An inventor and businessman, Alexander Miles, came up with a patent to open and close elevator doors. Alexander Miles helped to improve the safety of elevator doors. His patented invention used an electric mechanism to make the opening and closing of elevator doors safer and more efficient. The 1887 patent is a testament to the ingenuity of African Americans in the trades.

Charles Vernon Stewart

In 1910, when Charles Vernon Stewart was born, electrical work was mainly a job reserved for white people. It was through the help of his stepfather Sam Taylor that he pursued learning electrical work via self-education. This self-education learning process allowed Stewart to become the first African American admitted into a trade school for electricians: the Greer College. Five years later, Stewart was the first African American to graduate from Greer College after he helped establish the Taylor Electric Company.

Alexander Miles and Charles Vernon Stewart are just two among the countless African American men and women in the trades who contributed to the sector in one way or another. From inventions to paving a career path, there are opportunities for African Americans in the trades.

No longer is the trade a sector reserved only for a single race or gender. These distinguished African Americans proved that with sheer determination and hard work, it’s possible to make a name for yourself in your chosen career.

Beyond Skilled Work

The significant contribution of African American in the trades is something noteworthy to be highlighted during Black History Month. The month-long celebration aims to put the focus back on deserving men and women of African American descent.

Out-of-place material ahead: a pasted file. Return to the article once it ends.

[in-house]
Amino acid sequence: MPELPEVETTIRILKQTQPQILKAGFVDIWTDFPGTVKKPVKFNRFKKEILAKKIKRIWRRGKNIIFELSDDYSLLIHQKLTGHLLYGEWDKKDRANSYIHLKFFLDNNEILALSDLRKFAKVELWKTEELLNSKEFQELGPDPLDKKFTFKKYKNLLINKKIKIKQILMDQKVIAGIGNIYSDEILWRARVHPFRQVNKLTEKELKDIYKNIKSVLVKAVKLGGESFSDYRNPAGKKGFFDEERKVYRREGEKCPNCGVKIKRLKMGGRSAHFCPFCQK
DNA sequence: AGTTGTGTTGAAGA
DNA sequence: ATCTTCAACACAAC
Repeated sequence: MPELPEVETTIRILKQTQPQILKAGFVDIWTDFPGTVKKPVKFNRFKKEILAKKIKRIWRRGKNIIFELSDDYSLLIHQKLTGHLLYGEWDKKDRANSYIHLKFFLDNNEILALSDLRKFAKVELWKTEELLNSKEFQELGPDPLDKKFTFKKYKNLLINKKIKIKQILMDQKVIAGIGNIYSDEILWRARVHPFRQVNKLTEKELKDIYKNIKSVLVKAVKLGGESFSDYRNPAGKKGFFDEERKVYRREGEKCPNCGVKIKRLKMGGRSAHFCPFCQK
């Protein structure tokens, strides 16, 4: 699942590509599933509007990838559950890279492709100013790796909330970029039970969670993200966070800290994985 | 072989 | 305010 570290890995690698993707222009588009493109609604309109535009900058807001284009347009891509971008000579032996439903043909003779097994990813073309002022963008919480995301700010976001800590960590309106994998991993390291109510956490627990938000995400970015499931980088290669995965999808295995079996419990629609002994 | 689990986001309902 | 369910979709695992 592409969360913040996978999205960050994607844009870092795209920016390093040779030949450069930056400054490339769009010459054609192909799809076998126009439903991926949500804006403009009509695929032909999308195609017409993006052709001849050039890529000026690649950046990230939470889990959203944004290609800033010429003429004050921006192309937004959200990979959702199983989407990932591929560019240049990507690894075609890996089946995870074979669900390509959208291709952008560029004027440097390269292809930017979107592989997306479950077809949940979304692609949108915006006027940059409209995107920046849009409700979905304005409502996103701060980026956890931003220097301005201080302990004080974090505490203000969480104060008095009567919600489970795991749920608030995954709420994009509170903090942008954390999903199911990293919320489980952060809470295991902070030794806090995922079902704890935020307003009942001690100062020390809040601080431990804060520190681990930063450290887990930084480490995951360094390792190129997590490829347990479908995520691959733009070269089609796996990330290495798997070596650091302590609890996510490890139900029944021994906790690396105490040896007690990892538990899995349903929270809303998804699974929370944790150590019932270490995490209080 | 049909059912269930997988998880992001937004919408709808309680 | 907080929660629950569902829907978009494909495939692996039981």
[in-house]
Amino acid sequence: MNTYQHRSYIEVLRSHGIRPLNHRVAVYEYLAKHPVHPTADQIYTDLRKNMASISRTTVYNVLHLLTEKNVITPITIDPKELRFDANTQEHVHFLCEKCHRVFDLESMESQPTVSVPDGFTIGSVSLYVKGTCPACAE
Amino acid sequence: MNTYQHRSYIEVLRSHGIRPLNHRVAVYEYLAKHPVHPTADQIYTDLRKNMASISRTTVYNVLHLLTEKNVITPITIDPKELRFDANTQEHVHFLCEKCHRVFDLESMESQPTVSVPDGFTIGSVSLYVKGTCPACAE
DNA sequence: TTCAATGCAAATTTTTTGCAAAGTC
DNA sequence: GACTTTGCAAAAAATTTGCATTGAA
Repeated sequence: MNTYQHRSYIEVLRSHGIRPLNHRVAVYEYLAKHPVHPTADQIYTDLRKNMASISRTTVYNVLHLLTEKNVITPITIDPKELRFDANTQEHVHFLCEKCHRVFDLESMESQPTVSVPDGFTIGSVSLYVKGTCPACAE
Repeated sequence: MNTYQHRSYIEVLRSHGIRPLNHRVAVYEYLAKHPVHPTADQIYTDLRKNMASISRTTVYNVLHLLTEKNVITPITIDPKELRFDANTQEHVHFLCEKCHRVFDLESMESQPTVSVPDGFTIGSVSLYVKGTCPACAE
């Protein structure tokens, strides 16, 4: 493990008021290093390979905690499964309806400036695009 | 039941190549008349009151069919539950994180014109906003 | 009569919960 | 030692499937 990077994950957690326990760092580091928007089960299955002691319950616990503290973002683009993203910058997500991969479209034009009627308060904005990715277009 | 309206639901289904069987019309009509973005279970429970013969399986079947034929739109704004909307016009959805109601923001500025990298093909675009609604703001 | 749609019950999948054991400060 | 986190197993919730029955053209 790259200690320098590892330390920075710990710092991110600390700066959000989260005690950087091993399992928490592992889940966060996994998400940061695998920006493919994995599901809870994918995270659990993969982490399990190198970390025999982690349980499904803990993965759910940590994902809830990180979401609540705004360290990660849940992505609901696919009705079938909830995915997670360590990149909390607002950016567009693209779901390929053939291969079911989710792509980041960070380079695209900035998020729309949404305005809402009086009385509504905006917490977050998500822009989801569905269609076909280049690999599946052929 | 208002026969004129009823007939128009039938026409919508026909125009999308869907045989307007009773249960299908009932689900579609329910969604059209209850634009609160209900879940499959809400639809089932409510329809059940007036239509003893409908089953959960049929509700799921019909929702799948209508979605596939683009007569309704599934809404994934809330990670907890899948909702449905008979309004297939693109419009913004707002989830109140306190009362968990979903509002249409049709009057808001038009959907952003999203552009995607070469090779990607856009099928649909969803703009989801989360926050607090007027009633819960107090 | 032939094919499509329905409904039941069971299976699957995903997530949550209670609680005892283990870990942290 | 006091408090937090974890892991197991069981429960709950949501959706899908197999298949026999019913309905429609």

From the industrial revolution to the present time, African Americans have been vital in developing the methods and techniques involved in the trades. It is through the effort of African Americans working on projects and diligently improving their skills that the nation’s infrastructures are working properly. Be it electrical, construction and other fields – African Americans deserve to be recognized for their contributions.

African Americans work tirelessly to construct, maintain, repair and do other necessary groundwork to keep the nation’s buildings and infrastructures functional. They are also part of the skilled people doing their share of building the nation. And African Americans are not also contributing to the labor force. Not only are they pursuing meaningful careers in the field, but they are also moving the path toward leading contracting firms and even starting a business of their own.

African Americans are also now leading electrical companies, establishing contracting businesses, managing people, and taking in huge responsibilities in the sector. What started as limited opportunities for African Americans has now become a field of opportunity. No longer is there a need to wade through unfair labor practices and discriminatory laws on what African Americans can work on and cannot.

In the skilled trades, there are endless opportunities for African Americans to become accomplished electricians or business owners. The movement towards diversity in the labor workforce is becoming a huge advantage for entrepreneurs working in the sector.

Black History Month puts the spotlight on the contributions of African Americans in a sector that was once reserved only for whites to work on. Being in the technical trades is no longer about race or even gender. Countless African Americans employed as skilled workers have shown that their capabilities and expertise in the trades also need to be recognized. As we celebrate Black History Month, let’s give a nod to our fellow African American brothers and sisters in the trades who have done an amazing job in their profession. Black History Month serves to remind us that there is no such thing as people of color when it comes to contributing to the development of a nation – we put the same effort into building a better tomorrow.